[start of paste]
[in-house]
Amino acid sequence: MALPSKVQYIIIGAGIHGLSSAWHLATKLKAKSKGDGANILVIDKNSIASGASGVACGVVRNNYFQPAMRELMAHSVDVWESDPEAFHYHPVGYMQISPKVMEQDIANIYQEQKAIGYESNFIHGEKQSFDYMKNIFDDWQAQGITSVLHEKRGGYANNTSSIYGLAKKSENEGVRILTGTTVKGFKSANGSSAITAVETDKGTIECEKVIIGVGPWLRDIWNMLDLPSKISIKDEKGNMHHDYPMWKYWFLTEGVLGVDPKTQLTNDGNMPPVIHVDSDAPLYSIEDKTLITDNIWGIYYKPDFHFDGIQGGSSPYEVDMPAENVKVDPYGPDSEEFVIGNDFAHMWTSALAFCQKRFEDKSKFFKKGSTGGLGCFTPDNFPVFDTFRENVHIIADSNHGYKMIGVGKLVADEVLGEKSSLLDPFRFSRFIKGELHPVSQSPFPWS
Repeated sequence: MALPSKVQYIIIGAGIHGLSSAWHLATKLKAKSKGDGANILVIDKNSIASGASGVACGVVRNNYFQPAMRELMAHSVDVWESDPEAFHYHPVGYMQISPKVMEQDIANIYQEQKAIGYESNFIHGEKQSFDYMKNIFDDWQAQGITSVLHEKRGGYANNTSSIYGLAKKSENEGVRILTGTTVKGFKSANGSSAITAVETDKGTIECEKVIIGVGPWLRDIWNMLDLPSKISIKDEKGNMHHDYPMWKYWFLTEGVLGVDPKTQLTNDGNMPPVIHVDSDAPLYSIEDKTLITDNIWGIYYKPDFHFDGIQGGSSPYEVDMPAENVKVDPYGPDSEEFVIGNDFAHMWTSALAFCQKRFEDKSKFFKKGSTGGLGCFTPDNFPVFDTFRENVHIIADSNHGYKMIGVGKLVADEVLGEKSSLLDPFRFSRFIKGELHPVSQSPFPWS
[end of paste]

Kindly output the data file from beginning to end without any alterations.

[in-house]
Amino acid sequence: MALPSKVQYIIIGAGIHGLSSAWHLATKLKAKSKGDGANILVIDKNSIASGASGVACGVVRNNYFQPAMRELMAHSVDVWESDPEAFHYHPVGYMQISPKVMEQDIANIYQEQKAIGYESNFIHGEKQSFDYMKNIFDDWQAQGITSVLHEKRGGYANNTSSIYGLAKKSENEGVRILTGTTVKGFKSANGSSAITAVETDKGTIECEKVIIGVGPWLRDIWNMLDLPSKISIKDEKGNMHHDYPMWKYWFLTEGVLGVDPKTQLTNDGNMPPVIHVDSDAPLYSIEDKTLITDNIWGIYYKPDFHFDGIQGGSSPYEVDMPAENVKVDPYGPDSEEFVIGNDFAHMWTSALAFCQKRFEDKSKFFKKGSTGGLGCFTPDNFPVFDTFRENVHIIADSNHGYKMIGVGKLVADEVLGEKSSLLDPFRFSRFIKGELHPVSQSPFPWS
Repeated sequence: MALPSKVQYIIIGAGIHGLSSAWHLATKLKAKSKGDGANILVIDKNSIASGASGVACGVVRNNYFQPAMRELMAHSVDVWESDPEAFHYHPVGYMQISPKVMEQDIANIYQEQKAIGYESNFIHGEKQSFDYMKNIFDDWQAQGITSVLHEKRGGYANNTSSIYGLAKKSENEGVRILTGTTVKGFKSANGSSAITAVETDKGTIECEKVIIGVGPWLRDIWNMLDLPSKISIKDEKGNMHHDYPMWKYWFLTEGVLGVDPKTQLTNDGNMPPVIHVDSDAPLYSIEDKTLITDNIWGIYYKPDFHFDGIQGGSSPYEVDMPAENVKVDPYGPDSEEFVIGNDFAHMWTSALAFCQKRFEDKSKFFKKGSTGGLGCFTPDNFPVFDTFRENVHIIADSNHGYKMIGVGKLVADEVLGEKSSLLDPFRFSRFIKGELHPVSQSPFPWS